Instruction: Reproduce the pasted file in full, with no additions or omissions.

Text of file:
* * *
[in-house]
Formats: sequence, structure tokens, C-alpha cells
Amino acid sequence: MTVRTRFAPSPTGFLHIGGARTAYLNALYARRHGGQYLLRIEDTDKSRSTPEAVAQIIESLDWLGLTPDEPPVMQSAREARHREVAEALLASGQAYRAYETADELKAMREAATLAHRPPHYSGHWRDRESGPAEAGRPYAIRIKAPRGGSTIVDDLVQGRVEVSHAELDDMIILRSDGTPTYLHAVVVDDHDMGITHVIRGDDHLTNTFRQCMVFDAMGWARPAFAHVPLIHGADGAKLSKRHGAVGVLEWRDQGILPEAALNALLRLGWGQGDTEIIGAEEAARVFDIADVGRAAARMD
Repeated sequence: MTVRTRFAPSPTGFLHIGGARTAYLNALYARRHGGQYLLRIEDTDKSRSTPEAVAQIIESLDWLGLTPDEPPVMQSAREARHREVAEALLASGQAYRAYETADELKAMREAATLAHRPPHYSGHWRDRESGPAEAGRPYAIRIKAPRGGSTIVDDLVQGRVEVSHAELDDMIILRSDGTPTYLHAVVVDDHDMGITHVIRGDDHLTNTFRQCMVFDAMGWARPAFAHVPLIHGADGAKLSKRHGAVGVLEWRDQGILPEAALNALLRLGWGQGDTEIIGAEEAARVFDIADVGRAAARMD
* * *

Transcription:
[in-house]
Formats: sequence, structure tokens, C-alpha cells
Amino acid sequence: MTVRTRFAPSPTGFLHIGGARTAYLNALYARRHGGQYLLRIEDTDKSRSTPEAVAQIIESLDWLGLTPDEPPVMQSAREARHREVAEALLASGQAYRAYETADELKAMREAATLAHRPPHYSGHWRDRESGPAEAGRPYAIRIKAPRGGSTIVDDLVQGRVEVSHAELDDMIILRSDGTPTYLHAVVVDDHDMGITHVIRGDDHLTNTFRQCMVFDAMGWARPAFAHVPLIHGADGAKLSKRHGAVGVLEWRDQGILPEAALNALLRLGWGQGDTEIIGAEEAARVFDIADVGRAAARMD
Repeated sequence: MTVRTRFAPSPTGFLHIGGARTAYLNALYARRHGGQYLLRIEDTDKSRSTPEAVAQIIESLDWLGLTPDEPPVMQSAREARHREVAEALLASGQAYRAYETADELKAMREAATLAHRPPHYSGHWRDRESGPAEAGRPYAIRIKAPRGGSTIVDDLVQGRVEVSHAELDDMIILRSDGTPTYLHAVVVDDHDMGITHVIRGDDHLTNTFRQCMVFDAMGWARPAFAHVPLIHGADGAKLSKRHGAVGVLEWRDQGILPEAALNALLRLGWGQGDTEIIGAEEAARVFDIADVGRAAARMD